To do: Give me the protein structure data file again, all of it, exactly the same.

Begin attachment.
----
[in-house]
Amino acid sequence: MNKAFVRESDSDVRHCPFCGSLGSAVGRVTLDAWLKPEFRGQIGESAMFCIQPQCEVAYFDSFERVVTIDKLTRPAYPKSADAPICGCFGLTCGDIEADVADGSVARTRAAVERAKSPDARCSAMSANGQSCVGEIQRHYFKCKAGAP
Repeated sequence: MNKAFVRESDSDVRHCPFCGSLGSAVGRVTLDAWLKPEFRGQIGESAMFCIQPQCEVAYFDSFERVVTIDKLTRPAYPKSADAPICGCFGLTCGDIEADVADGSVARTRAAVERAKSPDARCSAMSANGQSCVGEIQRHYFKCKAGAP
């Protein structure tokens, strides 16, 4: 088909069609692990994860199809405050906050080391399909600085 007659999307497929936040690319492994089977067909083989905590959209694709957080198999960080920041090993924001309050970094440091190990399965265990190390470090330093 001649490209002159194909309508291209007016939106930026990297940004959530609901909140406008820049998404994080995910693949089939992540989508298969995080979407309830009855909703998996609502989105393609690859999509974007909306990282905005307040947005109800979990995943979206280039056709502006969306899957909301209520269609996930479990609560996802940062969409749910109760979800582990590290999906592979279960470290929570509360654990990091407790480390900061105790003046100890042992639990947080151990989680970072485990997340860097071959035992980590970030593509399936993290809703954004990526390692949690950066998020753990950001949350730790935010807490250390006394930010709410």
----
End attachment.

[in-house]
Amino acid sequence: MNKAFVRESDSDVRHCPFCGSLGSAVGRVTLDAWLKPEFRGQIGESAMFCIQPQCEVAYFDSFERVVTIDKLTRPAYPKSADAPICGCFGLTCGDIEADVADGSVARTRAAVERAKSPDARCSAMSANGQSCVGEIQRHYFKCKAGAP
Repeated sequence: MNKAFVRESDSDVRHCPFCGSLGSAVGRVTLDAWLKPEFRGQIGESAMFCIQPQCEVAYFDSFERVVTIDKLTRPAYPKSADAPICGCFGLTCGDIEADVADGSVARTRAAVERAKSPDARCSAMSANGQSCVGEIQRHYFKCKAGAP
């Protein structure tokens, strides 16, 4: 088909069609692990994860199809405050906050080391399909600085 007659999307497929936040690319492994089977067909083989905590959209694709957080198999960080920041090993924001309050970094440091190990399965265990190390470090330093 001649490209002159194909309508291209007016939106930026990297940004959530609901909140406008820049998404994080995910693949089939992540989508298969995080979407309830009855909703998996609502989105393609690859999509974007909306990282905005307040947005109800979990995943979206280039056709502006969306899957909301209520269609996930479990609560996802940062969409749910109760979800582990590290999906592979279960470290929570509360654990990091407790480390900061105790003046100890042992639990947080151990989680970072485990997340860097071959035992980590970030593509399936993290809703954004990526390692949690950066998020753990950001949350730790935010807490250390006394930010709410």